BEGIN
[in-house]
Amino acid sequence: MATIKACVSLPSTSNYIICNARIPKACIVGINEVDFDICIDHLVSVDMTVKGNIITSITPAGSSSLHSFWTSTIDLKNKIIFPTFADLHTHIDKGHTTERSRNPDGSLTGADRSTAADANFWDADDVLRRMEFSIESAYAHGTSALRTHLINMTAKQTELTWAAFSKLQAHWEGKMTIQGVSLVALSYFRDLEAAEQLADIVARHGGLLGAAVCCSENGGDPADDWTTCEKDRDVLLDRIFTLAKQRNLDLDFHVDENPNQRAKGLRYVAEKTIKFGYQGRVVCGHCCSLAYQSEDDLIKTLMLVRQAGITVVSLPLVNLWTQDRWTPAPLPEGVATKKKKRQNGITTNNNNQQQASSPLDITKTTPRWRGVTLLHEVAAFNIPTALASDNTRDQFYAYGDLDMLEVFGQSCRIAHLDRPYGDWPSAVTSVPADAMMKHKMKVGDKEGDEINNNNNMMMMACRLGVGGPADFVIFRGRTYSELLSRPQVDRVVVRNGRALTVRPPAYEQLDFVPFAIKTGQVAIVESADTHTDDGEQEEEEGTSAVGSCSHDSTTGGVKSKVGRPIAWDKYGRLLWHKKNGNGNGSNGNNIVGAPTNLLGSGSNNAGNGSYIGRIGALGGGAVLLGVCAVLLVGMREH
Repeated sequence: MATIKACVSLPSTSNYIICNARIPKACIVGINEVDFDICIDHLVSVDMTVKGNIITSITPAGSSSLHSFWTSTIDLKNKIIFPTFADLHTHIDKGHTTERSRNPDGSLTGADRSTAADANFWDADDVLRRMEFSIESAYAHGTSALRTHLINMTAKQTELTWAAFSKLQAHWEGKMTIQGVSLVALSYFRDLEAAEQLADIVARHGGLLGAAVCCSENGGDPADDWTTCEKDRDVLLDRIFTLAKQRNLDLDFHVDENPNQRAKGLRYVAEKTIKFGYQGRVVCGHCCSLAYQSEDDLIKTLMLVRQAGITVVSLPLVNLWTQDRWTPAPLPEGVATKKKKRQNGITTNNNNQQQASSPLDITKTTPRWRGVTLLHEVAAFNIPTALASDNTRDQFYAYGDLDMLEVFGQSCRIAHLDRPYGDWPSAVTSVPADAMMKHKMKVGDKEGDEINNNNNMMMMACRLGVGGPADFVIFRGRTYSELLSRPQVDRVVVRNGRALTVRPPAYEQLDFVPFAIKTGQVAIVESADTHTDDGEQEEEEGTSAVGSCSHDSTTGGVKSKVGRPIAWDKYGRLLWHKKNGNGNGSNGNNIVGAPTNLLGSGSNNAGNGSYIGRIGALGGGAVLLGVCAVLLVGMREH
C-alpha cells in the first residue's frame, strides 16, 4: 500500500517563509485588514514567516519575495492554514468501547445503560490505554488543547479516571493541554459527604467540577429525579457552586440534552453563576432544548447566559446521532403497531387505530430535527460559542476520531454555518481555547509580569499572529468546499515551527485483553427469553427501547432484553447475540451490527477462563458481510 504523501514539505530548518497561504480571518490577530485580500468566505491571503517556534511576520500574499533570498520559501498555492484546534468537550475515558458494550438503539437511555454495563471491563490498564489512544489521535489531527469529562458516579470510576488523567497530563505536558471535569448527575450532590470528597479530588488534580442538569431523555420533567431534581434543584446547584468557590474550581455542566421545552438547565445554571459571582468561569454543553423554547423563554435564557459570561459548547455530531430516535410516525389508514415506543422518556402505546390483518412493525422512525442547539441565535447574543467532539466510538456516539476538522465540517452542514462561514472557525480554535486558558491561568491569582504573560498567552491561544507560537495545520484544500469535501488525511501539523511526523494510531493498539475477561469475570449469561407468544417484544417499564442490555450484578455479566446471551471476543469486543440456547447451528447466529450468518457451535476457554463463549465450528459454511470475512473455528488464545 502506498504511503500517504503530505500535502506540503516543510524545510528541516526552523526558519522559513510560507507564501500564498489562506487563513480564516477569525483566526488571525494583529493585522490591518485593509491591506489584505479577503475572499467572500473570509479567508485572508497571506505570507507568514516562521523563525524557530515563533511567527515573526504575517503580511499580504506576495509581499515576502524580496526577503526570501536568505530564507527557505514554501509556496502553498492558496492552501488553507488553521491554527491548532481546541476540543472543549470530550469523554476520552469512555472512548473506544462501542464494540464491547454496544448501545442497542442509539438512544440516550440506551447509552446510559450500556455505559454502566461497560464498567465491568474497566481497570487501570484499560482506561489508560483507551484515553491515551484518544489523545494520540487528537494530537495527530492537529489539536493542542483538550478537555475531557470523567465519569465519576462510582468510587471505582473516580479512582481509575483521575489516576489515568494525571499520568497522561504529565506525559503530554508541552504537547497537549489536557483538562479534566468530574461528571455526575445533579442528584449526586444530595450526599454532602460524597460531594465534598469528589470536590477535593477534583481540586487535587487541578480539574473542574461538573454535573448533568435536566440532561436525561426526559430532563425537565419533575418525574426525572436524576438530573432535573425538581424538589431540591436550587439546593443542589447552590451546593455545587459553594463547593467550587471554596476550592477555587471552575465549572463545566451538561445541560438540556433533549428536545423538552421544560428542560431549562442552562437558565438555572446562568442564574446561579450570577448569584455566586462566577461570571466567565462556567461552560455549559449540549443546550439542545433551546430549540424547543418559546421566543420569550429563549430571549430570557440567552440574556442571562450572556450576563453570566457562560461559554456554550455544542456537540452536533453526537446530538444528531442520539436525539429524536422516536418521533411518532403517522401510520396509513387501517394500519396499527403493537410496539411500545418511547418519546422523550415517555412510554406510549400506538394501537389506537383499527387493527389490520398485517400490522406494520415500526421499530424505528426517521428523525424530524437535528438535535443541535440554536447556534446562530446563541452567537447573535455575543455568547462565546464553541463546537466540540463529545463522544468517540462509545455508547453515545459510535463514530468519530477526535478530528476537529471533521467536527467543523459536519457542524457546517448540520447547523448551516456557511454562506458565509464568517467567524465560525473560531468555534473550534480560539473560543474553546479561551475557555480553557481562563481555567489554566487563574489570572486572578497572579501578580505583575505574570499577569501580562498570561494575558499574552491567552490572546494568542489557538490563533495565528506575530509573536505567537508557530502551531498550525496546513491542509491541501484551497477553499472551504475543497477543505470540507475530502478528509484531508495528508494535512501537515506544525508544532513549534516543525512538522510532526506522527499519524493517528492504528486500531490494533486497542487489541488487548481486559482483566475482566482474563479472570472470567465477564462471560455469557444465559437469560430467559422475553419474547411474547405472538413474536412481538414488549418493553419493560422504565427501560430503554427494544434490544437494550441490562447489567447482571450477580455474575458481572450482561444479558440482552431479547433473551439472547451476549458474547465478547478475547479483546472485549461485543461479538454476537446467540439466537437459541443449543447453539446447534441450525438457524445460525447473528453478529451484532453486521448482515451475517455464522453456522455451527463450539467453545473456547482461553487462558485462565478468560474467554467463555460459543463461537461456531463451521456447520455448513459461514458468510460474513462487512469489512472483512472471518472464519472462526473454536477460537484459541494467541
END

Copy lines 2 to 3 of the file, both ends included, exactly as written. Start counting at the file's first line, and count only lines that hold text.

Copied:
Amino acid sequence: MATIKACVSLPSTSNYIICNARIPKACIVGINEVDFDICIDHLVSVDMTVKGNIITSITPAGSSSLHSFWTSTIDLKNKIIFPTFADLHTHIDKGHTTERSRNPDGSLTGADRSTAADANFWDADDVLRRMEFSIESAYAHGTSALRTHLINMTAKQTELTWAAFSKLQAHWEGKMTIQGVSLVALSYFRDLEAAEQLADIVARHGGLLGAAVCCSENGGDPADDWTTCEKDRDVLLDRIFTLAKQRNLDLDFHVDENPNQRAKGLRYVAEKTIKFGYQGRVVCGHCCSLAYQSEDDLIKTLMLVRQAGITVVSLPLVNLWTQDRWTPAPLPEGVATKKKKRQNGITTNNNNQQQASSPLDITKTTPRWRGVTLLHEVAAFNIPTALASDNTRDQFYAYGDLDMLEVFGQSCRIAHLDRPYGDWPSAVTSVPADAMMKHKMKVGDKEGDEINNNNNMMMMACRLGVGGPADFVIFRGRTYSELLSRPQVDRVVVRNGRALTVRPPAYEQLDFVPFAIKTGQVAIVESADTHTDDGEQEEEEGTSAVGSCSHDSTTGGVKSKVGRPIAWDKYGRLLWHKKNGNGNGSNGNNIVGAPTNLLGSGSNNAGNGSYIGRIGALGGGAVLLGVCAVLLVGMREH
Repeated sequence: MATIKACVSLPSTSNYIICNARIPKACIVGINEVDFDICIDHLVSVDMTVKGNIITSITPAGSSSLHSFWTSTIDLKNKIIFPTFADLHTHIDKGHTTERSRNPDGSLTGADRSTAADANFWDADDVLRRMEFSIESAYAHGTSALRTHLINMTAKQTELTWAAFSKLQAHWEGKMTIQGVSLVALSYFRDLEAAEQLADIVARHGGLLGAAVCCSENGGDPADDWTTCEKDRDVLLDRIFTLAKQRNLDLDFHVDENPNQRAKGLRYVAEKTIKFGYQGRVVCGHCCSLAYQSEDDLIKTLMLVRQAGITVVSLPLVNLWTQDRWTPAPLPEGVATKKKKRQNGITTNNNNQQQASSPLDITKTTPRWRGVTLLHEVAAFNIPTALASDNTRDQFYAYGDLDMLEVFGQSCRIAHLDRPYGDWPSAVTSVPADAMMKHKMKVGDKEGDEINNNNNMMMMACRLGVGGPADFVIFRGRTYSELLSRPQVDRVVVRNGRALTVRPPAYEQLDFVPFAIKTGQVAIVESADTHTDDGEQEEEEGTSAVGSCSHDSTTGGVKSKVGRPIAWDKYGRLLWHKKNGNGNGSNGNNIVGAPTNLLGSGSNNAGNGSYIGRIGALGGGAVLLGVCAVLLVGMREH